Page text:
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Release ID: 5293

DHL supports Indonesia’s growth strategy

* New office to be opened in Makassar to serve energy and natural resources companies in eastern Indonesia in particular
* SMEs to benefit from DHL’s overall expansion plans

Jakarta, June 13, 2011: DHL Global Forwarding, the air and sea freight specialist within DHL, today reiterated its long-term commitment to Indonesia’s economic development, especially in the fast-growing energy sector in the eastern parts of resource-rich Indonesia. The company announced the opening of new offices in Makassar this year and in Denpasar in 2012, to strengthen its existing footprint of seven offices[2] in Indonesia as well as a US$3 million airport facility opened at Jakarta’s Soekarno-Hatta International Airport in 2006.

Mr. Diallo, who was in Jakarta to speak at the World Economic Forum on East Asia yesterday, said: “Indonesia’s growth has been very consistent in recent years and we see this continuing steadily into the future, driven especially by the energy and natural resources industries. In 2010 alone, Indonesia’s energy sector alone accounted for 13% of domestic revenue[3], indicating growing business activity and trade in this area and in turn, a need for world-class transportation services to support this growth.

“Our investment in Makassar underscores the key role it plays in the energy and natural resources industry. Much of the industry’s growth is being driven by resource-rich provinces in eastern Indonesia and correspondingly, government investment and development is moving in that direction as well. The opening of our eighth office in Makassar will provide DHL Global Forwarding a gateway to service energy and mining companies operating in Kalimantan, Sulawesi and Irian Jaya. It will also enable DHL’s customers to benefit from its specialist expertise and experience built as a result of its involvement in these sectors on a global level over many years,” said Mr Diallo.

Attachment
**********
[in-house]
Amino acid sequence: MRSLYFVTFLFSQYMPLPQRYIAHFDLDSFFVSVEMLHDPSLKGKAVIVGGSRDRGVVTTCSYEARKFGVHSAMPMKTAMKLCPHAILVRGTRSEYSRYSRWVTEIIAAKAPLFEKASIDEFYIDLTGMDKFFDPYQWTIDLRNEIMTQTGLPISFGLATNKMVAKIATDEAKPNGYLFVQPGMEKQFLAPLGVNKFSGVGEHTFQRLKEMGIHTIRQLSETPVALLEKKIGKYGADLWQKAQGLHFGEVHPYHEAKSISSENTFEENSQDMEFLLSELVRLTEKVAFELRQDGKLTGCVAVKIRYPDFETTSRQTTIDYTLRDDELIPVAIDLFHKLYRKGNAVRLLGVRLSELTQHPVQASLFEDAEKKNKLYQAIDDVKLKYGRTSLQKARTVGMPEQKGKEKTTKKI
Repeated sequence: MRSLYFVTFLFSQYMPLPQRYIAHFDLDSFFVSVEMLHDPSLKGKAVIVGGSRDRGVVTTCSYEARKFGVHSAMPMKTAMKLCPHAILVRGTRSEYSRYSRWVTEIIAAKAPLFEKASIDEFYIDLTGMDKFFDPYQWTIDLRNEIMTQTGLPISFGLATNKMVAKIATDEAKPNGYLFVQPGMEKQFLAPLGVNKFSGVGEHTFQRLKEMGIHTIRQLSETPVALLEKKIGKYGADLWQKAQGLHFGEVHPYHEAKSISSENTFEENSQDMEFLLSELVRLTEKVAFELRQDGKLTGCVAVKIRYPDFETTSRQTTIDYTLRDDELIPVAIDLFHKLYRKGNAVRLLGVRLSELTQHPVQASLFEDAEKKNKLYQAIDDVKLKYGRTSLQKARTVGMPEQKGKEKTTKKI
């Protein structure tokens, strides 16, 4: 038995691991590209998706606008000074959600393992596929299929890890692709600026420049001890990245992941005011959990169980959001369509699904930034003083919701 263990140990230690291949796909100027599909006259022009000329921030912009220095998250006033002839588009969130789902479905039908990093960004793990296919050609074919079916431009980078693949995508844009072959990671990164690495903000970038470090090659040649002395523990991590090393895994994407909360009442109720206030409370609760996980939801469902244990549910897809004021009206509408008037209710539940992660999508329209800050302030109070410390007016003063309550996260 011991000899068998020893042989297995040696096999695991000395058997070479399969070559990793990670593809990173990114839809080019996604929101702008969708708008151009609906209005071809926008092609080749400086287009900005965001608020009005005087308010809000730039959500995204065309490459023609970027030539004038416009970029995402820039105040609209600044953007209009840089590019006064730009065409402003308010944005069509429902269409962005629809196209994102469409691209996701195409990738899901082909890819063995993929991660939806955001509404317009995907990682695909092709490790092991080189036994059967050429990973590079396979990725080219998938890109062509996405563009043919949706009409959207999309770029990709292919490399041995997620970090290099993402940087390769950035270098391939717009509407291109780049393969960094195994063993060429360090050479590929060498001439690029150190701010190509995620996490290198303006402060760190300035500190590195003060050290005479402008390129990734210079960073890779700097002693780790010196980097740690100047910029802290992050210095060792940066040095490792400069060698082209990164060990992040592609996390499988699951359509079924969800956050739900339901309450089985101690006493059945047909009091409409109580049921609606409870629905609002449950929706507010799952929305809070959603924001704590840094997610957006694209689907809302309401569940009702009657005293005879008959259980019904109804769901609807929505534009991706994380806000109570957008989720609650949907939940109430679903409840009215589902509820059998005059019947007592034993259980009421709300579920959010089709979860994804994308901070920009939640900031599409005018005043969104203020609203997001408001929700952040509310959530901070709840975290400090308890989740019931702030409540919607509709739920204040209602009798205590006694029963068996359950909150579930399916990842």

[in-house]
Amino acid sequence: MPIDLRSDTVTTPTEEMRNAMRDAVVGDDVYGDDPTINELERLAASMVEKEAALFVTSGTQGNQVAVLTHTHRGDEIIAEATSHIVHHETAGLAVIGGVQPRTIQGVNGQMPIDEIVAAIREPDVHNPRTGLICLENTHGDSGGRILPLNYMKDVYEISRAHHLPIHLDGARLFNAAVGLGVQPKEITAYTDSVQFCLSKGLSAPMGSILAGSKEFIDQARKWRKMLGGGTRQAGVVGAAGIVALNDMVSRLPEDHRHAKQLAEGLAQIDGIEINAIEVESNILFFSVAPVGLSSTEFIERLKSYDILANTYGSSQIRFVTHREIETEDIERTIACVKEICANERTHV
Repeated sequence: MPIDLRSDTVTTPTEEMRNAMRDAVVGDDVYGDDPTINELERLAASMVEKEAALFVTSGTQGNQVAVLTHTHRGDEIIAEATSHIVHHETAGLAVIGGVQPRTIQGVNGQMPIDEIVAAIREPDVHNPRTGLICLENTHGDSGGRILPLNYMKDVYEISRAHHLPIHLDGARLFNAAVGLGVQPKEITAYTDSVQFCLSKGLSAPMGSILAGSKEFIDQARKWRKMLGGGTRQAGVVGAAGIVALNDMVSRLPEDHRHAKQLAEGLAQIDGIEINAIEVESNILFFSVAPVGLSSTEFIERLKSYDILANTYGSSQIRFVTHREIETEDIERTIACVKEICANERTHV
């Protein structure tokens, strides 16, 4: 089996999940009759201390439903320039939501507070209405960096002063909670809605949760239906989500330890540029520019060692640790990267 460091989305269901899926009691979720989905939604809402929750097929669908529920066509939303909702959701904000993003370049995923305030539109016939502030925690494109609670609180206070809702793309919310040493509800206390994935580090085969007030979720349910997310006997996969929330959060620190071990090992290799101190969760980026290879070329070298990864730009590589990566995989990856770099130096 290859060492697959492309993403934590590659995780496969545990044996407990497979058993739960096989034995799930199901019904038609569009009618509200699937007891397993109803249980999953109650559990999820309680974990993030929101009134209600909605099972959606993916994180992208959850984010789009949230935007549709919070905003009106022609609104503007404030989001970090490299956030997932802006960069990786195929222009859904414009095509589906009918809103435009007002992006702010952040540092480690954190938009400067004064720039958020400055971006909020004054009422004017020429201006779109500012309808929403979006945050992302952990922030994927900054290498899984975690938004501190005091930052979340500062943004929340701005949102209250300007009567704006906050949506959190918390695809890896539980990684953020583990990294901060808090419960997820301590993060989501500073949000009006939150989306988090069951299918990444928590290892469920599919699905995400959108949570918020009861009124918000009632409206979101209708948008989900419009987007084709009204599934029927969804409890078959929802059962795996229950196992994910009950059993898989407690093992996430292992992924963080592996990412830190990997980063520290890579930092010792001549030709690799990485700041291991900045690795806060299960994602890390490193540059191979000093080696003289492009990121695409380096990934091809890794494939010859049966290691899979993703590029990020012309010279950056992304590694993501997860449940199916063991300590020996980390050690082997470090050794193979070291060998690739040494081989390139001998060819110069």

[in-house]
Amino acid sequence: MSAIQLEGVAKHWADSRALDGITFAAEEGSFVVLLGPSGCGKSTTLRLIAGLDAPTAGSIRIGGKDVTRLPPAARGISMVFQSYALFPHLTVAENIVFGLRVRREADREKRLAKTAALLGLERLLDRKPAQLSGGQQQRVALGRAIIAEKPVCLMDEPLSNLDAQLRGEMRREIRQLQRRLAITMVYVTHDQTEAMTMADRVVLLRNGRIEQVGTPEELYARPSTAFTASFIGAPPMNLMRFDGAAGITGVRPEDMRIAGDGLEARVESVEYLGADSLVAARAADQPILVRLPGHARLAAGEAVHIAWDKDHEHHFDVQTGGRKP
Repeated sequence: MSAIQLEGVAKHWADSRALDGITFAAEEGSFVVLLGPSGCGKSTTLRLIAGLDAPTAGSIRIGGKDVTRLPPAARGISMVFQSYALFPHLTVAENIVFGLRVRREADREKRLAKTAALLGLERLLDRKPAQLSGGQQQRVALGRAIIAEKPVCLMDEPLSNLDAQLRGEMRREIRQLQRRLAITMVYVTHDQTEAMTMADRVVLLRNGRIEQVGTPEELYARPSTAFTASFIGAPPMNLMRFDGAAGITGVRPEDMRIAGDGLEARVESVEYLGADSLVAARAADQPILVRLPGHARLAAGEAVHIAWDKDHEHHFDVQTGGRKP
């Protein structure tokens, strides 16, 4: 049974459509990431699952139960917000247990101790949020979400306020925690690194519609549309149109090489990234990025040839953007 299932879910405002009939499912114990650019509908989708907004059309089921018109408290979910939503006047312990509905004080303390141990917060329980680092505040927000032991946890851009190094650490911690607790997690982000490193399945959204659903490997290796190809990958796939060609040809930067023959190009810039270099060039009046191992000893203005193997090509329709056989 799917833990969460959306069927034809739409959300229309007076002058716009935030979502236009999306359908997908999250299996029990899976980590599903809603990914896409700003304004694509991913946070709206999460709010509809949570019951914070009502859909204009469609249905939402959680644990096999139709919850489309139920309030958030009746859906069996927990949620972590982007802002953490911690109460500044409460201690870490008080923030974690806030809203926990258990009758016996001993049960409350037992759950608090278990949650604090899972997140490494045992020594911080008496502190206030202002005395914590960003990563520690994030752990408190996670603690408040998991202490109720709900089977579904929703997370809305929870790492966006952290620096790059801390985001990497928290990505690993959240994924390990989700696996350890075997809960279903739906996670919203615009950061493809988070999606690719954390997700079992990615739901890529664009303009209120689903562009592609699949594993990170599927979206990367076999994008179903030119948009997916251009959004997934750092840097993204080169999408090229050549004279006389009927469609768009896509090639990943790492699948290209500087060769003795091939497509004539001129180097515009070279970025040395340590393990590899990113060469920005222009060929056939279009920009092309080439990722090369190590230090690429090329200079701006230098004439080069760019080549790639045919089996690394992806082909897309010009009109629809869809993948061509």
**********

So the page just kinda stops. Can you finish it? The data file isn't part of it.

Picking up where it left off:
Indonesia’s oil and energy sector has traditionally been a very important industry to the country’s overall economic development. Moving forward, the sector is set to become even more critical as it strives to fulfill Indonesia’s domestic energy demands which are growing at an average of 6% annually[4].

Sam Ang, CEO, Southeast Asia and Head of Oil and Energy for Africa and Asia Pacific, DHL Global Forwarding, said: “To meet the country’s oil and energy requirements, industry players need to have access to world-class logistics partners with global experience and reach. DHL Global Forwarding’s strength in this area is supplemented by our strong local leadership team, who are well-versed with the logistics services needed in Indonesia’s often complex and remote locations. And the success shows. DHL Global Forwarding entered the energy sector in Indonesia 2008 and since then, revenues from this sector have grown by about 40% annually.”

According to Welani Widjaja, country manager for DHL Global Forwarding in Indonesia, the company is already the forerunner in the provision of industry-leading logistics solutions for the pharmaceutical and electronics sectors in Indonesia. In addition to the oil and energy industry, DHL’s overall expansion plans will also allow it to better service fast-growing industry sectors like fashion and apparel, especially the small and medium enterprises (SMEs) within.

“DHL Global Forwarding is looking into ways to better serve the needs of Indonesia’s vital SME community that is not only fast-growing within Indonesia’s key sectors, but a key source of DHL’s growth in Indonesia. With continued liberalization of intra-Asian and global trade, we will likely see an increase in exports of textiles and garments from Indonesia. EU countries will remain an important destination – in 2010 alone, US$ 11 billion[5] worth of Indonesian textiles and garments were exported to the EU. DHL’s extensive air, sea and land connections in and out of Indonesia and throughout Europe will continue to play a significant role in meeting Indonesian textile and garment producers’ export needs,” said Ms. Widjaja.

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